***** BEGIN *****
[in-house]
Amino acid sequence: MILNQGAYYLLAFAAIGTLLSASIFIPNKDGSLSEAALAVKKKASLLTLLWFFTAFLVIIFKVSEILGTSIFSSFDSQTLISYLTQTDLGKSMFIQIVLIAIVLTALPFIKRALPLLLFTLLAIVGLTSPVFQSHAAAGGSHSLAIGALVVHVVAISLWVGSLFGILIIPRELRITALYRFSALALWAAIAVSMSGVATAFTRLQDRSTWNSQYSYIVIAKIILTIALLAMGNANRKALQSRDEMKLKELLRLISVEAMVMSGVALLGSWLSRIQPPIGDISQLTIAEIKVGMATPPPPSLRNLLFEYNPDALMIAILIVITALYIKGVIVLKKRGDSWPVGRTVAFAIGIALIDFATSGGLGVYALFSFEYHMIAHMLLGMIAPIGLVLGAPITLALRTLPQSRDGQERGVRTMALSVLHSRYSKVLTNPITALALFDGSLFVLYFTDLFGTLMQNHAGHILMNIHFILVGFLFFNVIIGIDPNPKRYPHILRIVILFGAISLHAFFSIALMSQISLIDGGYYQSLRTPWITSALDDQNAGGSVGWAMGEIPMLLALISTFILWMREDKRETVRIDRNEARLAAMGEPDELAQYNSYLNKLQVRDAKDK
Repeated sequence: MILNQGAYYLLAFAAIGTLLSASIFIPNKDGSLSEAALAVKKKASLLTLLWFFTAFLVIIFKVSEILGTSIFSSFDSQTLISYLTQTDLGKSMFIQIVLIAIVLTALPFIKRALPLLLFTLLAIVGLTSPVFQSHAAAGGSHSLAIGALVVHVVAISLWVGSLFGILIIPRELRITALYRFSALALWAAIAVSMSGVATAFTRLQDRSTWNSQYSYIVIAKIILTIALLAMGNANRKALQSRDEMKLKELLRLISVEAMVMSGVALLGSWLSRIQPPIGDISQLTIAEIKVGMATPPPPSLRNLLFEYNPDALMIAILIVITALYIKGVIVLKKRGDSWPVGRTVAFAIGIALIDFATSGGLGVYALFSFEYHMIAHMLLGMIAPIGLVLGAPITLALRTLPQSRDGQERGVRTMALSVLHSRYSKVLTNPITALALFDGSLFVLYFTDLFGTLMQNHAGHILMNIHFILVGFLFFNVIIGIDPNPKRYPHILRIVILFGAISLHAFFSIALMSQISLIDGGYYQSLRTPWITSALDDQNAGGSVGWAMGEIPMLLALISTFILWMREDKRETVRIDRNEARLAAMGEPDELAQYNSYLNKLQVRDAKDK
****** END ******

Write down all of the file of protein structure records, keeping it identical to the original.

[in-house]
Amino acid sequence: MILNQGAYYLLAFAAIGTLLSASIFIPNKDGSLSEAALAVKKKASLLTLLWFFTAFLVIIFKVSEILGTSIFSSFDSQTLISYLTQTDLGKSMFIQIVLIAIVLTALPFIKRALPLLLFTLLAIVGLTSPVFQSHAAAGGSHSLAIGALVVHVVAISLWVGSLFGILIIPRELRITALYRFSALALWAAIAVSMSGVATAFTRLQDRSTWNSQYSYIVIAKIILTIALLAMGNANRKALQSRDEMKLKELLRLISVEAMVMSGVALLGSWLSRIQPPIGDISQLTIAEIKVGMATPPPPSLRNLLFEYNPDALMIAILIVITALYIKGVIVLKKRGDSWPVGRTVAFAIGIALIDFATSGGLGVYALFSFEYHMIAHMLLGMIAPIGLVLGAPITLALRTLPQSRDGQERGVRTMALSVLHSRYSKVLTNPITALALFDGSLFVLYFTDLFGTLMQNHAGHILMNIHFILVGFLFFNVIIGIDPNPKRYPHILRIVILFGAISLHAFFSIALMSQISLIDGGYYQSLRTPWITSALDDQNAGGSVGWAMGEIPMLLALISTFILWMREDKRETVRIDRNEARLAAMGEPDELAQYNSYLNKLQVRDAKDK
Repeated sequence: MILNQGAYYLLAFAAIGTLLSASIFIPNKDGSLSEAALAVKKKASLLTLLWFFTAFLVIIFKVSEILGTSIFSSFDSQTLISYLTQTDLGKSMFIQIVLIAIVLTALPFIKRALPLLLFTLLAIVGLTSPVFQSHAAAGGSHSLAIGALVVHVVAISLWVGSLFGILIIPRELRITALYRFSALALWAAIAVSMSGVATAFTRLQDRSTWNSQYSYIVIAKIILTIALLAMGNANRKALQSRDEMKLKELLRLISVEAMVMSGVALLGSWLSRIQPPIGDISQLTIAEIKVGMATPPPPSLRNLLFEYNPDALMIAILIVITALYIKGVIVLKKRGDSWPVGRTVAFAIGIALIDFATSGGLGVYALFSFEYHMIAHMLLGMIAPIGLVLGAPITLALRTLPQSRDGQERGVRTMALSVLHSRYSKVLTNPITALALFDGSLFVLYFTDLFGTLMQNHAGHILMNIHFILVGFLFFNVIIGIDPNPKRYPHILRIVILFGAISLHAFFSIALMSQISLIDGGYYQSLRTPWITSALDDQNAGGSVGWAMGEIPMLLALISTFILWMREDKRETVRIDRNEARLAAMGEPDELAQYNSYLNKLQVRDAKDK